Written by Gradye Parsons
Each month the Stated Clerk of the General Assembly of the Presbyterian Church (U.S.A.) and the Moderator or Vice Moderator of the 220th General Assembly write a column of general interest for the church-at-large.
We were anxiously watching the chunks of bread disappear from the silver plate. Good weather and the Holy Spirit had brought a very large crowd to Easter Sunday. The young woman serving the bread repeated the phrase “Bread of Heaven” as her family, neighbors, church brothers and sisters walked solemnly up the aisle. I have known her since she was a little girl and watched her family and the church nurture her into a beautiful, young Christian woman. In her young hands was the Easter bread representing 2,000 years of witness and remembrance.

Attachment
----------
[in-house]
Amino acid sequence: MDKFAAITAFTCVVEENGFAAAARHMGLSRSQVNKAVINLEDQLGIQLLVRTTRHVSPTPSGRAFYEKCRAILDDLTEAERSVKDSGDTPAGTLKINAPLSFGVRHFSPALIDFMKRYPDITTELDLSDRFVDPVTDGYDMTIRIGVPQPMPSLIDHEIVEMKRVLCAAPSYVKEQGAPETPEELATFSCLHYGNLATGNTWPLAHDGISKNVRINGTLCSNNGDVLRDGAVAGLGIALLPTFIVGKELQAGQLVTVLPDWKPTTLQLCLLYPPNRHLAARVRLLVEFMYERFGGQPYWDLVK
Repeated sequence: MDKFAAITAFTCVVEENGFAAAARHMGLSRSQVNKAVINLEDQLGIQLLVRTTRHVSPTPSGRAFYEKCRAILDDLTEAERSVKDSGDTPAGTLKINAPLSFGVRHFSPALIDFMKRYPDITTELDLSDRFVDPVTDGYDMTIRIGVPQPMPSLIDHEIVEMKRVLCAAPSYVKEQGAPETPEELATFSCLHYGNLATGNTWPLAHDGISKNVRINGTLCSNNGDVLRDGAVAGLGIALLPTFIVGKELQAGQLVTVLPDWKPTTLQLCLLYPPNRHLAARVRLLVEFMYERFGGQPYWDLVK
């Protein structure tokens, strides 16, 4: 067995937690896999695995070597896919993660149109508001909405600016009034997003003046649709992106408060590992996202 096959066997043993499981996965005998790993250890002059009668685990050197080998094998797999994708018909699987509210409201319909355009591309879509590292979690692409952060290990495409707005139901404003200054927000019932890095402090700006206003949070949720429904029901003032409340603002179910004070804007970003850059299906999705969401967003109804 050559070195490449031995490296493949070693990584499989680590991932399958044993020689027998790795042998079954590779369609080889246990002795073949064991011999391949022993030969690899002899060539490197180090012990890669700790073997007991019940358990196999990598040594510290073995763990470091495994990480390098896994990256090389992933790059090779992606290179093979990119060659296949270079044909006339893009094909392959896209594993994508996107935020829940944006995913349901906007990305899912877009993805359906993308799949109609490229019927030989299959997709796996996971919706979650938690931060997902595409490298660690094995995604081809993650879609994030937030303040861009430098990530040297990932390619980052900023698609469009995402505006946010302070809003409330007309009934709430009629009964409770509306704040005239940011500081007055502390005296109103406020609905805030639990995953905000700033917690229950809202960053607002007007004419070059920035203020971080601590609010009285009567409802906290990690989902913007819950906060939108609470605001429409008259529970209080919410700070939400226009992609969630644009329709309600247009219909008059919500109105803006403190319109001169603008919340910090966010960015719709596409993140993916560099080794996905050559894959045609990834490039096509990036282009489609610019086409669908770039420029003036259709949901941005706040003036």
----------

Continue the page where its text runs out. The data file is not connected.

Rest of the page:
Ashes are the remains of a fire. Any fire. Whether a warming fire from logs burning on a cold day or a raging fire that results in the destructive loss of a home. The ashes before us this month originate in the fires that consumed the palm leaves from last year’s celebration of Palm Sunday.
No matter the fire, the results are the same. Ashes. The palm ashes are the remains of a fire. It is a long time from Easter’s celebration to the cold, winter day when we step forward to have our foreheads smudged on Ash Wednesday. The fire of Holy Week has dimmed. Many of the extra Easter faces have retreated. Sanctuaries are cold, the pews never quite warmed up by the furnace.
Zippy was a thoroughbred horse that competed in ninety-nine races and never won. Ever. He was finally banned from rack tracks “for the protection of the betting public.”